3700+ Mobile Athlon 64s, Intel to release dual cores before AMD, info on upcoming 65nm processors and 4800+ speeds. Yes, we thought it had been a little too quiet...
It is said that quiet usually precedes a storm. In the CPU world any quiet spell is rare, so here’s a roundup of the inevitable tornado has blasted in behind it.
First up, fans of AMDs Mobile Athlon 64 processor range will be pleased to hear that there is a brand new arrival. Skipping 3500+ and 3600+ ratings is a 90nm, 754pin 3700+ which is likely to nestle itself into a number of desktop replacement laptops in the coming months.
The chip itself is clocked at 2.4GHz and shares the same 1MB of L2 cache as the rest of the Mobile Athlon64 range. Shipping immediately, the price is $336 each when sold in batches of 1,000.
Swinging over to Intel is news that its 840 Pentium 4 Extreme Edition dual core processor (that we reviewed here) will launch on 18 April. Getting one over AMD seems to be Intel’s main aim with this strategy, as AMD had previously announced it will debut its dual core Opterons on the 21st. Relax children.
Joining the 840 will be a compatible 955X chipset, but owners of the 945 or recently announced nForce 4 for Intel will find they are already compatible.
Looking to the future, details are beginning to slip out regarding AMD’s next processor revisions. Dubbed “Manila”, “Orleans” and “Windsor”, they are said to be dual core Semprons, Athlon 64s and Athlon 64FXs respectively and will be the first to adopt the upcoming M2 1207 pin socket (that’s more mobo changes then). Unconfirmed speeds for these processors suggest they will be clocked to 4800+ and above.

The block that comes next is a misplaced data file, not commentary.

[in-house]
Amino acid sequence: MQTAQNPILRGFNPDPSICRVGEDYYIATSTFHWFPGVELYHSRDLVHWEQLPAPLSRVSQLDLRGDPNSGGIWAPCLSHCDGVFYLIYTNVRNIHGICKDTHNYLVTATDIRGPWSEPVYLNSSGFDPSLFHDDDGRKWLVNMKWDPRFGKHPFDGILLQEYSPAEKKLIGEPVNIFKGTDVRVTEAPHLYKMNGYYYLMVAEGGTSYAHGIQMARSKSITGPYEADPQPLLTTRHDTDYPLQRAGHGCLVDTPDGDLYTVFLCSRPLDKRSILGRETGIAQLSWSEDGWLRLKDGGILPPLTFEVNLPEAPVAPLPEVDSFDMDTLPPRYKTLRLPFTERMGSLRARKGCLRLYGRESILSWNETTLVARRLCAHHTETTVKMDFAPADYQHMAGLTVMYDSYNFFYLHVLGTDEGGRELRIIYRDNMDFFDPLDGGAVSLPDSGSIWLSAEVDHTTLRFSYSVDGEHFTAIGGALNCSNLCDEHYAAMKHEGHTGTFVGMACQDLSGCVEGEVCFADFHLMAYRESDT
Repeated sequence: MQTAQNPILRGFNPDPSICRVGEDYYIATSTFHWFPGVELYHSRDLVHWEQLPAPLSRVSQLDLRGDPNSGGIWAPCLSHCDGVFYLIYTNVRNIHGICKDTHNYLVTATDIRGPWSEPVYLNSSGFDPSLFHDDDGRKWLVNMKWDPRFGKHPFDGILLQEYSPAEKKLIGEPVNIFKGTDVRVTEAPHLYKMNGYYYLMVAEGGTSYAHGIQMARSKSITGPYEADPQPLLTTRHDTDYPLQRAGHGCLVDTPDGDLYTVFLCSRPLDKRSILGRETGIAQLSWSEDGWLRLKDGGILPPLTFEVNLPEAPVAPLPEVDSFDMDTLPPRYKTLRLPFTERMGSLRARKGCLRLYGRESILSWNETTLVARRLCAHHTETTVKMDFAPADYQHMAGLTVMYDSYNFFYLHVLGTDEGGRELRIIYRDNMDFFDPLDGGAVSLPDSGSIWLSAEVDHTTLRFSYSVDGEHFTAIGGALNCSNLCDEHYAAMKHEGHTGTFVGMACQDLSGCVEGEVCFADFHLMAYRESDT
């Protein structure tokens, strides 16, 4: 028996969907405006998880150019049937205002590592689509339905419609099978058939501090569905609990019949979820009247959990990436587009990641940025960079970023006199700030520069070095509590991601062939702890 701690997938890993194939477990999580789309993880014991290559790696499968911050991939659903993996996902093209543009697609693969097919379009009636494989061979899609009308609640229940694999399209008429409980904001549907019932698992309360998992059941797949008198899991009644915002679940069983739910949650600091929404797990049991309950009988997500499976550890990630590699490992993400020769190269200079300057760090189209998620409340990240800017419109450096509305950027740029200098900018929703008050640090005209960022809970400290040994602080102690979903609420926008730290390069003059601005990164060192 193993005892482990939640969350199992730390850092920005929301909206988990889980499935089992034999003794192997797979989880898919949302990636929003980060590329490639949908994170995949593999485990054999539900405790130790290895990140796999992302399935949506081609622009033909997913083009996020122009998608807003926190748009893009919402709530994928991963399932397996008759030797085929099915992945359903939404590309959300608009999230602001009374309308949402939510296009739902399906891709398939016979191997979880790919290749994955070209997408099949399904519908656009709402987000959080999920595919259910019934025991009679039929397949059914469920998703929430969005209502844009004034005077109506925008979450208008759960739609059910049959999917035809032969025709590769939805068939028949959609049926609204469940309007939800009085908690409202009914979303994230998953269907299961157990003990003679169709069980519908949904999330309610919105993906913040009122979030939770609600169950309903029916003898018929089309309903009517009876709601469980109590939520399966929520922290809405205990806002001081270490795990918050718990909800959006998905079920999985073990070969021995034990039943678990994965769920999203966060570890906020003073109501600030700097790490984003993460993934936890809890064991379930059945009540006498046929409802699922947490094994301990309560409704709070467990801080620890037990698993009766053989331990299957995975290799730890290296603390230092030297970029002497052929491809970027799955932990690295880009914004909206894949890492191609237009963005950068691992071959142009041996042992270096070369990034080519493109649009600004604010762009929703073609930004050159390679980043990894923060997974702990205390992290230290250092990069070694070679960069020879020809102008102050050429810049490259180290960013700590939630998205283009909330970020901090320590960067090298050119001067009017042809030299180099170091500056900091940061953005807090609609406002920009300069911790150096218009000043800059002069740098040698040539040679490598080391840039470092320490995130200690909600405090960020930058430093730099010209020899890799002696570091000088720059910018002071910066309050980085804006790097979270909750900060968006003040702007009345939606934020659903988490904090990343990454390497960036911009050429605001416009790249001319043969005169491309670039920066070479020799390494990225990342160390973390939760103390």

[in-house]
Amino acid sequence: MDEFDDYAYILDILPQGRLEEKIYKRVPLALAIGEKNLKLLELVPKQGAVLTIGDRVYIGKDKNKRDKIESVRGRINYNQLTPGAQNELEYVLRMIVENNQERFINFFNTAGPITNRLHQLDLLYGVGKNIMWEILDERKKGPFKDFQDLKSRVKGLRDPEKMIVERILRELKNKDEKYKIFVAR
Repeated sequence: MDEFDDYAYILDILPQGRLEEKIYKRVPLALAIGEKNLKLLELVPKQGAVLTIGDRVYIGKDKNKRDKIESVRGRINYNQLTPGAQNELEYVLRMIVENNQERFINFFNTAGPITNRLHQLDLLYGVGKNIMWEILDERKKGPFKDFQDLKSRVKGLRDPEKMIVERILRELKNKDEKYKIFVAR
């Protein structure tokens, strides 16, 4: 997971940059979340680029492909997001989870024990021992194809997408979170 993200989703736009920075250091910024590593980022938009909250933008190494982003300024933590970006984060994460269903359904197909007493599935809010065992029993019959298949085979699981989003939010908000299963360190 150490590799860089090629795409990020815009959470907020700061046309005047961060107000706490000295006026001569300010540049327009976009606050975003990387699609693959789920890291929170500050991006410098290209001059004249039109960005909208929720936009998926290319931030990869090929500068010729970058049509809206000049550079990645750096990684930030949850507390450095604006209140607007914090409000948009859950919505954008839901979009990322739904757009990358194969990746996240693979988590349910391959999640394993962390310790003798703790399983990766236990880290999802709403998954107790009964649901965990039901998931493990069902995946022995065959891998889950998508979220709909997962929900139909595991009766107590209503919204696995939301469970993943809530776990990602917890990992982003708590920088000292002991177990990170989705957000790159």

We finish with news of the first 65nm Pentium D fabbed chips from Intel. Expected to appear around the first quarter next year, “Presler” will come with 2x 2MB of cache and clock around the 3.4GHz mark. This may seem low, but Intel will be looking to draw attention away from gigahertz and more towards chip features, which is sure to lead to some name calling from AMD who has adopted this policy for years.
Looks like fun aplenty continues to be had in the processor playground, but – then again – would we want it any other way?